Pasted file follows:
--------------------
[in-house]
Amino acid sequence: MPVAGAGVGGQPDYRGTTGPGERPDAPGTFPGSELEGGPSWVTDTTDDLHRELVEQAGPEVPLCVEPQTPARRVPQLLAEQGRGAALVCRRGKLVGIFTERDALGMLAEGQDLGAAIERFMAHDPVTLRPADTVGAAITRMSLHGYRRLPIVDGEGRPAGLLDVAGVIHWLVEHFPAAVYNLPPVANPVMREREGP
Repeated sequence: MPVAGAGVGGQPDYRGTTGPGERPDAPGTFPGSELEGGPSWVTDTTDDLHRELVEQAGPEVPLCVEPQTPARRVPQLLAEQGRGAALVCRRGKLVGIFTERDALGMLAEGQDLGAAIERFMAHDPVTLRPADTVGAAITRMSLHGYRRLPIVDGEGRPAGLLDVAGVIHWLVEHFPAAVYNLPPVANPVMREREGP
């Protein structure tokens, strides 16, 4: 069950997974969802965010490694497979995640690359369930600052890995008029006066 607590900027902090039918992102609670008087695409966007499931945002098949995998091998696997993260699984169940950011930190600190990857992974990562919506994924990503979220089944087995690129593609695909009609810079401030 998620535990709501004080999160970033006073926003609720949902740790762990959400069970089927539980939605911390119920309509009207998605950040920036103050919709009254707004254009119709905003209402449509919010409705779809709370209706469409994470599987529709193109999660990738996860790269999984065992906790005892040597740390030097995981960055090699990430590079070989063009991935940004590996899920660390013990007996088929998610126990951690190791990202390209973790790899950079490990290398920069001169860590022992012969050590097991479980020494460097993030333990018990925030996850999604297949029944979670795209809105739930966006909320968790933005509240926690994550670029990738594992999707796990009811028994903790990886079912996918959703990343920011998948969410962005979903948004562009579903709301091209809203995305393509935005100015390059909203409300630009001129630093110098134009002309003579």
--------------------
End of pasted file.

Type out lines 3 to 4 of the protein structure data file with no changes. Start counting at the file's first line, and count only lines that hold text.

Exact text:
Repeated sequence: MPVAGAGVGGQPDYRGTTGPGERPDAPGTFPGSELEGGPSWVTDTTDDLHRELVEQAGPEVPLCVEPQTPARRVPQLLAEQGRGAALVCRRGKLVGIFTERDALGMLAEGQDLGAAIERFMAHDPVTLRPADTVGAAITRMSLHGYRRLPIVDGEGRPAGLLDVAGVIHWLVEHFPAAVYNLPPVANPVMREREGP
């Protein structure tokens, strides 16, 4: 069950997974969802965010490694497979995640690359369930600052890995008029006066 607590900027902090039918992102609670008087695409966007499931945002098949995998091998696997993260699984169940950011930190600190990857992974990562919506994924990503979220089944087995690129593609695909009609810079401030 998620535990709501004080999160970033006073926003609720949902740790762990959400069970089927539980939605911390119920309509009207998605950040920036103050919709009254707004254009119709905003209402449509919010409705779809709370209706469409994470599987529709193109999660990738996860790269999984065992906790005892040597740390030097995981960055090699990430590079070989063009991935940004590996899920660390013990007996088929998610126990951690190791990202390209973790790899950079490990290398920069001169860590022992012969050590097991479980020494460097993030333990018990925030996850999604297949029944979670795209809105739930966006909320968790933005509240926690994550670029990738594992999707796990009811028994903790990886079912996918959703990343920011998948969410962005979903948004562009579903709301091209809203995305393509935005100015390059909203409300630009001129630093110098134009002309003579």